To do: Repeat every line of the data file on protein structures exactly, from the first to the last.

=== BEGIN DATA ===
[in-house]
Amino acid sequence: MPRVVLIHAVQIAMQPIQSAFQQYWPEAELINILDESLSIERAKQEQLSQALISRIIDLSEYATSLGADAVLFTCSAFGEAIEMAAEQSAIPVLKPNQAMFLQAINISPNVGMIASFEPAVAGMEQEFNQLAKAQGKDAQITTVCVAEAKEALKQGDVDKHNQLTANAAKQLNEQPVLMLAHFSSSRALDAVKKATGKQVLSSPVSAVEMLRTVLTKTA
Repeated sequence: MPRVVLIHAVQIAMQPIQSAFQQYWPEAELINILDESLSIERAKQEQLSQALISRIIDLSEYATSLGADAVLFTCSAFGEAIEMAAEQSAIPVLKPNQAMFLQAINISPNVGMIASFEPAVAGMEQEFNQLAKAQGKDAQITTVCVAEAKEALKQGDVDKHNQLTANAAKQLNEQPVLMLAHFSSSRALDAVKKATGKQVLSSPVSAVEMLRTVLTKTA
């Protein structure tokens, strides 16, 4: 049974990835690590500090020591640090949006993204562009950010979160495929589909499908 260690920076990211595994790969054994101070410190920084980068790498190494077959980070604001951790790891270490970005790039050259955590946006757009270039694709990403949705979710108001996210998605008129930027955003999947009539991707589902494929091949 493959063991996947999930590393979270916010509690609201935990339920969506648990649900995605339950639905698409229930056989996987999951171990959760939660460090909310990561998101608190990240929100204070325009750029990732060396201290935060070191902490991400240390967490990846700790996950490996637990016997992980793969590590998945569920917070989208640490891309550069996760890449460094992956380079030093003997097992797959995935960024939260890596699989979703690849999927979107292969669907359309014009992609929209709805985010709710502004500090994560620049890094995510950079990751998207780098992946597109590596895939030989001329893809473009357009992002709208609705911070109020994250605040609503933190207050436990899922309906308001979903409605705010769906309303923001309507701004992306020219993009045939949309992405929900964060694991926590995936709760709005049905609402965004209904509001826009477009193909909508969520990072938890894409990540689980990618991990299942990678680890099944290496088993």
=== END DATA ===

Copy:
[in-house]
Amino acid sequence: MPRVVLIHAVQIAMQPIQSAFQQYWPEAELINILDESLSIERAKQEQLSQALISRIIDLSEYATSLGADAVLFTCSAFGEAIEMAAEQSAIPVLKPNQAMFLQAINISPNVGMIASFEPAVAGMEQEFNQLAKAQGKDAQITTVCVAEAKEALKQGDVDKHNQLTANAAKQLNEQPVLMLAHFSSSRALDAVKKATGKQVLSSPVSAVEMLRTVLTKTA
Repeated sequence: MPRVVLIHAVQIAMQPIQSAFQQYWPEAELINILDESLSIERAKQEQLSQALISRIIDLSEYATSLGADAVLFTCSAFGEAIEMAAEQSAIPVLKPNQAMFLQAINISPNVGMIASFEPAVAGMEQEFNQLAKAQGKDAQITTVCVAEAKEALKQGDVDKHNQLTANAAKQLNEQPVLMLAHFSSSRALDAVKKATGKQVLSSPVSAVEMLRTVLTKTA
């Protein structure tokens, strides 16, 4: 049974990835690590500090020591640090949006993204562009950010979160495929589909499908 260690920076990211595994790969054994101070410190920084980068790498190494077959980070604001951790790891270490970005790039050259955590946006757009270039694709990403949705979710108001996210998605008129930027955003999947009539991707589902494929091949 493959063991996947999930590393979270916010509690609201935990339920969506648990649900995605339950639905698409229930056989996987999951171990959760939660460090909310990561998101608190990240929100204070325009750029990732060396201290935060070191902490991400240390967490990846700790996950490996637990016997992980793969590590998945569920917070989208640490891309550069996760890449460094992956380079030093003997097992797959995935960024939260890596699989979703690849999927979107292969669907359309014009992609929209709805985010709710502004500090994560620049890094995510950079990751998207780098992946597109590596895939030989001329893809473009357009992002709208609705911070109020994250605040609503933190207050436990899922309906308001979903409605705010769906309303923001309507701004992306020219993009045939949309992405929900964060694991926590995936709760709005049905609402965004209904509001826009477009193909909508969520990072938890894409990540689980990618991990299942990678680890099944290496088993």